MOVIE REVIEW

Sci-fi takes turn into humor

New film filled with quality science, comedy

MATT DAMON STARS as Mark Watney, the stranded scientist, in the sci-fi adaptation of The Martian.

Leave it to NASA to pull something like this. Seriously, they discover liquid water on Mars and less than a week later they’ve already got a guy stranded up there. I mean how does that even happen?

Everyone around me is saying “bring him home!” but I have my doubts. I saw Interstellar a few months ago, and I’m pretty sure this is not the guy we want to be bringing home. It’s Dr. Mann! He was evil in Interstellar! Doesn’t anyone remember that he tried to kill Cooper?

All jokes aside, I was psyched to see The Martian. I had read the book over the summer and it was 370 pages of nerdy humor, which I loved. I was excited to see how a book described as “that scene from Apollo 13 where they have to fit a square air filter in a round hole” would transition to the screen.

My first impression of the film was that it was absolutely, stunningly beautiful. Whoever was in charge of the sets, graphics, and special effects hit this one out of the park. Mars itself was wonderful and terrifying, perfect for an alien planet. The Mars Ascent Vehicle and the Habitation Module were both everything I could want in a Martian home. I had these impressions throughout the entire movie and was always looking forward to the next piece of space-age tech they would show off.

I thought that the movie was well cast, despite Matt Damon and Jessica Chastain playing similar roles in another recent space movie. Jeff Daniels portrayed NASA chief quite well, always visibly struggling with science versus public image. I felt that the dynamic of the Ares 3 crew was great, combining the humor of Rick Martinez, played by Michael Peña, and the military stoicism of Melissa Lewis, played by Chastain. Damon did a superb job becoming the character of Mark Watney, combining his technical know-how with a stick-it-to-the-man attitude necessary to survive alone on a hostile alien planet.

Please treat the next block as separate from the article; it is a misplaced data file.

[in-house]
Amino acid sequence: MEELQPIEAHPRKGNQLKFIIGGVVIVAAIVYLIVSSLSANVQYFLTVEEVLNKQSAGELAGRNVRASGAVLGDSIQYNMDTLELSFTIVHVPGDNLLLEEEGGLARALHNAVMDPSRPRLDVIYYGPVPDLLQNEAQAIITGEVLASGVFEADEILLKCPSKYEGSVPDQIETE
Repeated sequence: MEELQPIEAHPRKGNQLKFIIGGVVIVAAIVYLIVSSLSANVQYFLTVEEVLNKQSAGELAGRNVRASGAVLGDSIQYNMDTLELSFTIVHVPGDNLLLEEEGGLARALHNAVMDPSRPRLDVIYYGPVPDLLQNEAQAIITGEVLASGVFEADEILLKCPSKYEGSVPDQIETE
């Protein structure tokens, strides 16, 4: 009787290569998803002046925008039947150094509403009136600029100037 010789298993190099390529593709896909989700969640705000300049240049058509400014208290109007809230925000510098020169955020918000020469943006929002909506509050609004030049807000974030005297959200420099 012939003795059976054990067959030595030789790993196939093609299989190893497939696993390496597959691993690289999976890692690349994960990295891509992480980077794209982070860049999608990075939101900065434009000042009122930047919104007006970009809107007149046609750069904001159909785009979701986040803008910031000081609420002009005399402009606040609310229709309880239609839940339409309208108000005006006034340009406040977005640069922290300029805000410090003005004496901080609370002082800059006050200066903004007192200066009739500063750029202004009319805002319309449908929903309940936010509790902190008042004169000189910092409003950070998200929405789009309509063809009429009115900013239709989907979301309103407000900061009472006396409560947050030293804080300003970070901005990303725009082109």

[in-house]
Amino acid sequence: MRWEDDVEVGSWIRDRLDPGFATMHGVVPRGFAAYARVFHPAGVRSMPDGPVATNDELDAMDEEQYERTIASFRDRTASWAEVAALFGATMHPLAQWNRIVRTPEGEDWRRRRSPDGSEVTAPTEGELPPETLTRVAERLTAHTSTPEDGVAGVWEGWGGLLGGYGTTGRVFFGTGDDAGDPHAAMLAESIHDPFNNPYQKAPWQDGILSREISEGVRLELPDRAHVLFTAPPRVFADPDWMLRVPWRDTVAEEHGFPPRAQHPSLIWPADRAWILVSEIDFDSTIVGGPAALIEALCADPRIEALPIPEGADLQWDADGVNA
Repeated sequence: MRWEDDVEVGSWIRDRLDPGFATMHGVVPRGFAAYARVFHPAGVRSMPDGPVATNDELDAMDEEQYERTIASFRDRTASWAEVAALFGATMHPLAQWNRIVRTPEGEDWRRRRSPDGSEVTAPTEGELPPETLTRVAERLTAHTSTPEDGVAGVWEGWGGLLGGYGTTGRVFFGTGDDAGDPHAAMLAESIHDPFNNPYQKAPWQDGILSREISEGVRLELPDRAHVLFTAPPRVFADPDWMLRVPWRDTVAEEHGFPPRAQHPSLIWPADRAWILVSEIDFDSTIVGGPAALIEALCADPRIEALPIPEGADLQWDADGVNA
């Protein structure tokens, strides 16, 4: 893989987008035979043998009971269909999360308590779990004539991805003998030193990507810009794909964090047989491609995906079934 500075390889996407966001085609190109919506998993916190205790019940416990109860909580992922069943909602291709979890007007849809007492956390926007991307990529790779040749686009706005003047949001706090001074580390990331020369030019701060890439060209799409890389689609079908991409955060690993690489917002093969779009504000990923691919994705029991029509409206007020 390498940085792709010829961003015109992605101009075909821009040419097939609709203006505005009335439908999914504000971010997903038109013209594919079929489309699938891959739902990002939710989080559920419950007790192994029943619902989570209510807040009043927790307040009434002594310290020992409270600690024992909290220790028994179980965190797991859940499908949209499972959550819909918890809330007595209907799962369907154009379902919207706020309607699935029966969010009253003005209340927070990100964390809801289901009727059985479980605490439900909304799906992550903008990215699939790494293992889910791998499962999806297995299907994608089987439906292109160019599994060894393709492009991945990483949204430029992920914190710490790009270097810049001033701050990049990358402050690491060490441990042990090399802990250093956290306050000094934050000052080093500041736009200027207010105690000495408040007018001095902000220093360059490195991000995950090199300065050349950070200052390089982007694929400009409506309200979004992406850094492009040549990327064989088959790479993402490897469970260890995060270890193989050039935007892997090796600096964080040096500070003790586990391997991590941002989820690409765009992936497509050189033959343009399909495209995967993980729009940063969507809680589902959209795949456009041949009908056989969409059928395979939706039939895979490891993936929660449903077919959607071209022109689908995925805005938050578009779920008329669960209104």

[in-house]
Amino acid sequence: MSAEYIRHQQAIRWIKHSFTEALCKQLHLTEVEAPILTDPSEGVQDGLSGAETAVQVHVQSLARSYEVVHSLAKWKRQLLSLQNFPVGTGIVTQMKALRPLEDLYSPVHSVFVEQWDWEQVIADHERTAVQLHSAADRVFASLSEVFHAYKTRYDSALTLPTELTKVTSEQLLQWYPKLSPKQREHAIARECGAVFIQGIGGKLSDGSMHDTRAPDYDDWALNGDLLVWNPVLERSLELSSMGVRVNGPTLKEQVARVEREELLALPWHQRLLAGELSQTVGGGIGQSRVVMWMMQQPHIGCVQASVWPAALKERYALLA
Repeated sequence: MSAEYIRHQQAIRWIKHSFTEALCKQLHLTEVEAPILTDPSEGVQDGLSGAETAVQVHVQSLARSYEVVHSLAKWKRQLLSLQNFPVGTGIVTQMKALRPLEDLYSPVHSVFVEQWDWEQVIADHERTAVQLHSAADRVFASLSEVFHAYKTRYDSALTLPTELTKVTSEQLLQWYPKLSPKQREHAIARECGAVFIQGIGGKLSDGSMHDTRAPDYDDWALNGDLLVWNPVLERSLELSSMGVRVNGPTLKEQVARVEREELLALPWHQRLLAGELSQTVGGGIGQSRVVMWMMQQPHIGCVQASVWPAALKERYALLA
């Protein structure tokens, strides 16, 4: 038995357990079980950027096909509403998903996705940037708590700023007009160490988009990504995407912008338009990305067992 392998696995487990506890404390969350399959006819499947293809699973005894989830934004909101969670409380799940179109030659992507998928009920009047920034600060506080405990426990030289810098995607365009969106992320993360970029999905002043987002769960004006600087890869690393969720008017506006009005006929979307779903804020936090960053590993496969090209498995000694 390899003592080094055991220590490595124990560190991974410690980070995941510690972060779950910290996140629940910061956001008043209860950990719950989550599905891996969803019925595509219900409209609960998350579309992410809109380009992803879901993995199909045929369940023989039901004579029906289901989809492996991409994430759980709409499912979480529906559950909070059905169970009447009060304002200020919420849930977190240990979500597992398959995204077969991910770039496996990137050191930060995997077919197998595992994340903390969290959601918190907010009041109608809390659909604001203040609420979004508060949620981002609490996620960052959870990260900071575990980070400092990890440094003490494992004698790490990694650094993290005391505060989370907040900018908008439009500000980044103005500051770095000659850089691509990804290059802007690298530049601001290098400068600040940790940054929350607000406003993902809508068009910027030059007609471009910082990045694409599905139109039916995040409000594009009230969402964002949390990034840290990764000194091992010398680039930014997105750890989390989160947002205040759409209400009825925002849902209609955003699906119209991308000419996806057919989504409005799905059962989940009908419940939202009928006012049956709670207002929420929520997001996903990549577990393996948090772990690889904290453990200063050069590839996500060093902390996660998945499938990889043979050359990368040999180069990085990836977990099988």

I was also pleased with how they handled explaining his process. The movie could very easily have been Damon monologuing over clips of him working, which would have led to an extremely boring movie. Instead, Ridley Scott sparingly used monologues and, to the delight of high school English teachers around the world, showed the work instead of telling us about it.

I only truly have two complaints about this film. The first is that I would have liked to see a bit more science being done. The entire premise is that Watney needs to “science the shit out of it” to survive, and yet the actual science was only lightly touched on. I get that a big budget film can’t go deep into the science of taking fecal matter and using it to sustain life, but I was left wanting more.

Small spoiler alert warning before you read on. The fact that the romance between Chris Beck and Beth Johanson was thrown in the last ten minutes of the movie appalled me. Yes, it was mentioned in the book, but up until that point there was absolutely no context at all for their relationship. The entire romance was literally a kiss on the helmet of Beck’s spacesuit. I’m already not a fan of throwing in unneeded romance to appeal to certain crowds, but this was just bad. I would have cut it completely.

Would I recommend The Martian? Yes, I definitely would. I would tell you to watch this movie and then, if you enjoyed the technical science and space exploration, I would strongly encourage you to read the book by Andy Weir. For a two hour movie, I thought they covered everything quite well, and it turned into a great film. However, for those craving the science, I recommend you pick up the book.